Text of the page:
Culture of Violence

Date of Release:  June 14, 2013 

Contact: Lisa Hutcheson | 317-903-9523

Mental Health America of Indiana to Address Culture of Violence at Annual Symposium

 

Indianapolis - Today at Union Station more than 200 mental health professionals, parents, and others will join together for the 16th annual symposium to discuss bullying, suicide, and other children’s mental health issues. Jesse Saperstein, who has autism, will open the symposium with “A New Kind of Hope for Autism” , as he tells his story of growing up with autism and facing bullying.

The keynote address will be delivered by Dr. Rahil Briggs, professor at the Albert Einstein College of Medicine at Yeshiva University. Dr. Briggs has shared her thoughts on children’s mental health through many articles and interviews in nationally syndicated print and broadcast media. Her presentation, “Little Kids, Little Problems; Big Kids...The Importance of Early Childhood Mental Health Screening and Intervention” addresses proactive steps that parents, professionals, and others can take to provide support for children who may be at risk for serious mental illness. Several breakout sessions will be offered including suicide in children, bullying and bullying prevention, autism, and understanding the human behavioral response to violence.

Providing the closing plenary session is the Young Actors Theater who will be looking at the issue of youth suicide through their powerful and moving performance “Just Like I Wanted”.

For more information on the symposium, and to download the agenda, please visit our website at www.mhai.net.

Mental Health America of Indiana is a statewide, non-profit organization working for the mental health of all Hoosiers through education, advocacy, and public health reform.

Party Sign on Letter

Dear Secretary Sebelius:

We, the undersigned, ask the U.S. Department of Health and Human Services (HHS) to issue sub-regulatory guidance clarifying that state insurance commissioners have the existing authority to enforce the Paul Wellstone and Pete Domenici Mental Health Parity and Addiction Equity Act of 2008 (the parity act). Although HHS staff have indicated verbally that this is correct and certain Administration publications make mention of state insurance commissioners’ enforcement authority,1234 we lack sufficient documentation on this point. Many state insurance regulators maintain they need conforming legislation at the state level in order to enforce the parity act or that they have no authority to enforce federal law at all. Official guidance from HHS will clarify the issue for state regulators, allowing consumers better access to mental health and addition services that are already included in their insurance plans.

Background As you know, the parity act protects consumers’ right to mental health and substance use disorders treatment by directing most health insurance plans that cover mental health and substance use disorder treatment to provide this coverage to the same extent that the plans cover other medical or surgical treatment. This act does not require coverage for these conditions, but rather governs the coverage if it is offered. The parity act became law in October 2008 and effective one year later, but some insurers are still not fully complying with the law.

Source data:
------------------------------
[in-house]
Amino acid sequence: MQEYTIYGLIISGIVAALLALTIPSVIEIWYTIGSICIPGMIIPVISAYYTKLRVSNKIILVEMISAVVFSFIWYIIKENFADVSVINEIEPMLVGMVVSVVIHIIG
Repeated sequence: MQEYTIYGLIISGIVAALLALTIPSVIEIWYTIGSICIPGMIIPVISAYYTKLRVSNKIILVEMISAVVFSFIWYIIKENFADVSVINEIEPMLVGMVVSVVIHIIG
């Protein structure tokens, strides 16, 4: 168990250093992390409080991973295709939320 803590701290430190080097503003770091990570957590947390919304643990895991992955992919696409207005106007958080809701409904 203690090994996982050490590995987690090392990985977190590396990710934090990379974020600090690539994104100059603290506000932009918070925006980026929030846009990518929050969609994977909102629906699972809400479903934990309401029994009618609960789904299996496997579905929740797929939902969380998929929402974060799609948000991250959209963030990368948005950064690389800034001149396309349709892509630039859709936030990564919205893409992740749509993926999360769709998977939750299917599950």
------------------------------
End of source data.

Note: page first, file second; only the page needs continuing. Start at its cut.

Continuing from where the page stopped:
Read entire letter here...

Open Minds

Indiana Medicaid to Use DMHA Guidelines for Access to Outpatient Psychiatric Medications

The Indiana Family and Social Services Administration (FSSA) will use psychiatric medication guidelines developed by the state Division of Mental Health and Addiction (DMHA) as the basis for determining Medicaid beneficiaries’ access to psychiatric medications in outpatient settings. The change was included in the state’s budget legislation, House Bill 1001. The legislation maintained the statutory prohibition against a mental health Preferred Drug List (PDL) and restrictions on access to appropriate mental health medications. Instead, it requires best practice prescribing as provided in the Prescribing Guidelines created by DMHA for state hospitals.

The legislation was passed on April 29, 2011 and sent to the governor for signature. The new budget year and related policy changes go into effect on July 1, 2011. The legislation will do the following to control costs and inappropriate utilization of psychiatric medications:

    • Dosages will be set to encourage recipient adherence to a drug regimen
    • Monotherapy will be encouraged through limitations on the number of drugs from a specific class that can be taken by a recipient at any one time without documentation of the severity and intensity of the target symptoms
    • Limitations on the number of psychiatric mediations that can be taken at any one time will be set by established best practices, or by guidelines implemented by DMHA for state-operated mental health facilities
    • Generic substitution will be encouraged, but prescribers can submit a prior authorization request for non-preferred medications by demonstrating medical necessity

Read more: Open Minds

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Bottom Line...

"Advocates in Indiana and Michigan are making some progress against Medicaid prescription limits by working with state lawmakers to find safer alternatives to ensure consumers with mental illness have access to medications."

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